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Comfort thee, O thou mourner, yet awhile! L 444

Comrades, leave me here a little, while as yet 'tis early morn, T 488

Consider the sea's listless chime, R 779 Contemplate all this work of Time, T 512 Could Juno's self more sovereign presence wear, R 798

Could we forget the widow's hour, T 504 Could you not drink her gaze like wine? R 777

"Courage!" he said, and pointed toward the land, T 472

Creep into thy narrow bed, Ar 764

Crouch'd on the pavement, close by Belgrave Square, Ar 762

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Days dawn on us that make amends for many, Sw 907

Day set on Norham's castled steep, Sc 114 Dear and great angel, wouldst thou only leave, RB 631

Dear child of nature! let them rail, W 46 Dear friend, far off, my last desire, T 513 Dear, had the world in its caprice, RB 630 Dear, near and true no true Time himself, T 539

Death stands above me, whispering low, L 456

Death, what hast thou to do with one for whom, Sw 909

Deep in the shady sadness of a vale, K 410
Decp on the convent-roof the snows, T 479
Departing summer hath assumed, W 56
Dip down upon the northern shore, T 507
Dos'nt thou 'ear my 'erse's legs, as they
canter awaay? T 541

Dost thou look back on what hath been, T 506

Do you remember me? or are you proud? L 441

Each eve earth falleth down the dark, M 861 Earth has not anything to show more fair, W 31

Earth, ocean, air, beloved brotherhood! Sh 276

Eat thou and drink; tomorrow thou shalt die, R 803

Echoes we: listen! Sh 314

Ere on my bed my limbs I lay, C 98
Escape me? RB 630

Eternal hatred I have sworn against, L 457 Eternal Spirit of the chainless Mind, B 206

Ethereal minstrel! pilgrim of the sky, W 58 Even as a child, of sorrow that we give, R 797

Even in a palace, life may be led well, Ar 761

Ever let the fancy roam, K 390

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Father! the little girl we see, L 437

Fear death? to feel the fog in my throat, RB 667

Fiend, I defy thee! with a calm fixed mind, Sh 303

Fire is in the flint: true, once a spark escapes, RB 681

First pledge our Queen this solemn night, T 517

First time he kissed me, he but only kissed, EBB 563

Five years have passed; five summers with the length, W 9

Flow down, cold rivulet, to the sea, T 494 Flowers I never fancied, jewel I profess you! RB 674

Flower in the crannied wall, T 541
Foil'd by our fellow-men, depress'd, outworn,
Ar 762

For many, many days together, M 825
For Orford and for Waldegrave, B 271
Four seasons fill the measure of the year, K

Friend of the wise! and teacher of the good,
C 99

Friends! hear the words my wandering thoughts would say, L 457

From child to youth; from youth to arduous man, R 802

From eve to morn, from morn to parting night, L 440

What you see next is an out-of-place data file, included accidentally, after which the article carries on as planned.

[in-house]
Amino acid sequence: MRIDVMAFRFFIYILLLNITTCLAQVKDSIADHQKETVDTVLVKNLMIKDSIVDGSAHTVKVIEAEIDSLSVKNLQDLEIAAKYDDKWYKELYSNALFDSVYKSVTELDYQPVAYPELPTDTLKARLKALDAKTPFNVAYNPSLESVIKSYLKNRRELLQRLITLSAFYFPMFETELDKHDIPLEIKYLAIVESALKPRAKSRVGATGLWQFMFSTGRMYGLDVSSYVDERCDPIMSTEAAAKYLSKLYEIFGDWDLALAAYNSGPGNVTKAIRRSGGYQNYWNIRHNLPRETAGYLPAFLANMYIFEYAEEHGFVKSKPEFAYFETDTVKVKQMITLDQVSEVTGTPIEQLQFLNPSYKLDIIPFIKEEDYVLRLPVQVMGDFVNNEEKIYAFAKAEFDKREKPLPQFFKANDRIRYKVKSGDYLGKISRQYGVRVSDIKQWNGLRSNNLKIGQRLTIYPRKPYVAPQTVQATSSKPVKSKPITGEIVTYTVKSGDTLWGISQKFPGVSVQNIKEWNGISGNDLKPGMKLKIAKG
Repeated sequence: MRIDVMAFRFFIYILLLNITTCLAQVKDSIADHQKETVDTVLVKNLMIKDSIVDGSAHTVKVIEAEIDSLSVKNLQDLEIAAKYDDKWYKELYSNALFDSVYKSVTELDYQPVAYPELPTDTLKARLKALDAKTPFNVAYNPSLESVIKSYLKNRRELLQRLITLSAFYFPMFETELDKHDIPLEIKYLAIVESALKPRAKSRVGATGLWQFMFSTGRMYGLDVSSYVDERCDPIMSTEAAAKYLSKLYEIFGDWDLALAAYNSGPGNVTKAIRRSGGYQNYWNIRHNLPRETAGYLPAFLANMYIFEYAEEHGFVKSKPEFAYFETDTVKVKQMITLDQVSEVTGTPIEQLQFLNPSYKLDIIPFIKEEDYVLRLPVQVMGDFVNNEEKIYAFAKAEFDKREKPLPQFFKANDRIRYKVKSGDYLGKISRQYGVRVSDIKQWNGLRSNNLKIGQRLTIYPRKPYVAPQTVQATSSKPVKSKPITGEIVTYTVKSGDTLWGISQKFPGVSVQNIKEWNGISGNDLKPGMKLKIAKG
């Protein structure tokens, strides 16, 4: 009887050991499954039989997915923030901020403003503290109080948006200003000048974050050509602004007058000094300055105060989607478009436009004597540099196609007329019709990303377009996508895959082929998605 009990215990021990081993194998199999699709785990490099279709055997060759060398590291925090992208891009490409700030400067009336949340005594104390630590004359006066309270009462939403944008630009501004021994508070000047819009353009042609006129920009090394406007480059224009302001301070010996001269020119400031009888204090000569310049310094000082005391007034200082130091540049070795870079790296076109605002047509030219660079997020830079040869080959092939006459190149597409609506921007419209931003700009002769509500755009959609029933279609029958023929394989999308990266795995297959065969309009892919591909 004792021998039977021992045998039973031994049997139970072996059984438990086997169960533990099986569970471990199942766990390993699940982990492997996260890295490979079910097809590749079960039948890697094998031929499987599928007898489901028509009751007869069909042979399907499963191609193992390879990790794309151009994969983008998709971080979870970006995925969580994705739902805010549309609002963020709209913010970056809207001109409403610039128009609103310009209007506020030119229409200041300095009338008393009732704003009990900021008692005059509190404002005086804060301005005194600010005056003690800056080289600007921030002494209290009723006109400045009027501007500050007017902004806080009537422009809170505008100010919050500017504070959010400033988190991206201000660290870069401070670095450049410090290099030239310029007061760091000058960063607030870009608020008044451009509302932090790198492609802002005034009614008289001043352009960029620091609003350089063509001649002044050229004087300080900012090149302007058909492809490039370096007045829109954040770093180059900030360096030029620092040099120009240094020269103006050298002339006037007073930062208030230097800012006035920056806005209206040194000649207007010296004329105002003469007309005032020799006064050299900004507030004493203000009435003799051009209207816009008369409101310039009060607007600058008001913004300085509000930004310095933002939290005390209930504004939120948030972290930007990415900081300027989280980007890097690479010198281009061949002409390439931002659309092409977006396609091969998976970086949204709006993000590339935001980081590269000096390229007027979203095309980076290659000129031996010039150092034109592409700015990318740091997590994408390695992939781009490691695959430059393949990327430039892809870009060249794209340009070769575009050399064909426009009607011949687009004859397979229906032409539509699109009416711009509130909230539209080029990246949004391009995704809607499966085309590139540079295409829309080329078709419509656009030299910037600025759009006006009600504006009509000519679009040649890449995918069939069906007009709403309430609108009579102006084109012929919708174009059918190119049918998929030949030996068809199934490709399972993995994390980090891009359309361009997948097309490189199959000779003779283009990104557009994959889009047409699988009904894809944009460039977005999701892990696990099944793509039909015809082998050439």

From heavy dreams fair Helen rose, Sc 105 From low to high doth dissolution climb, W 57

From Sterling Castle we had seen, W 39 From the ends of the earth, from the ends of the earth, Sh 307

From the forests and highlands, Sh 346
From unremembered ages we, Sh 309
Frowned the Laird on the Lord: "So; red-
handed I catch thee?" RB 683

Get thee behind me. Even as, heavy-curled,
R 806
Give her but a least excuse to love me, RB

Give honor unto Luke Evangelist, R 804
Give me the eyes that look on mine, L 442
Glion? Ah, twenty years, it cuts, Ar 768
Glory and loveliness have passed away, K


Glory of warrior, glory of orator, glory of song, T 540

God said, Let there be light! and there was light, R 778

Goethe in Weimar sleeps, and Greece, Ar 713 Go, for they call you, shepherd, from the hill, Ar 741

Go from me, yet I feel that I shall stand, EBB 556

Gold on her head and gold on her feet, M 834 Go not, happy day, T 520

Good, to forgive, RB 677

Great men have been among us; hands that penned, W 33

Great Michelangelo, with age grown bleak, R 807

Great spirits row on earth are sojourning, K 373

Green fields of England! wheresoe'er, Cl 700 Grow old along with me, RB 659

Had I but plenty of roney, money enough and to spare, RB 619

Had she come all the way for this? M 836
Had this effulgence disappeared, W 55
Hail to the chief who in triumph advances,

Se 159

Hail to thee, blithe spirit, Sh 344

Half a league, half a league, T 518
Hamelin Town's in Brunswick, RB 598
Hapless doom of woman happy in betroth-
ing, T 543

Harken, thou craggy ocean pyramid! K 389 Harp of the north, farewell! The hills grow dark, Sc 160

Hast thou a charm to stay the morning star, C 96

Hast thou seen with flash incessant, W 55 Have you not noted in some family, R 796 Heap cassia, sandal-buds, and stripes, RB 568

Hear, sweet spirit, hear the spell, C 73 Heavenborn Helen, Sparta's queen, R 789 He clasps the crag with crooked hands, T 514 He held no dream worth waking: so he said, Sw 910

He is gone on the mountain, Sc 160

Here begins the sea that ends not till the world's end. Where we stand, Sw 906 Here is a story, shall stir you! Stand up, Greeks dead and gone, RB 679

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His soul fared forth as from the deep home grove, R 812

Ho! is there any will ride with me, M 838 Home they brought her warrior dead, T 499 Honey-flowers to the honey-comb, R 809 Hope evermore and believe, O man, for e'en as thy thought, Cl 698

How changed is here each spot man makes or fills, År 757

How clear, how keen, how marvellously bright, W 55

How do I love thee? Let me count the ways, EBB 564

How fever'd is the man, who cannot look, K


How long in his damp trance young Juan lay, B 244

How many bards gild the lapses of time, K 373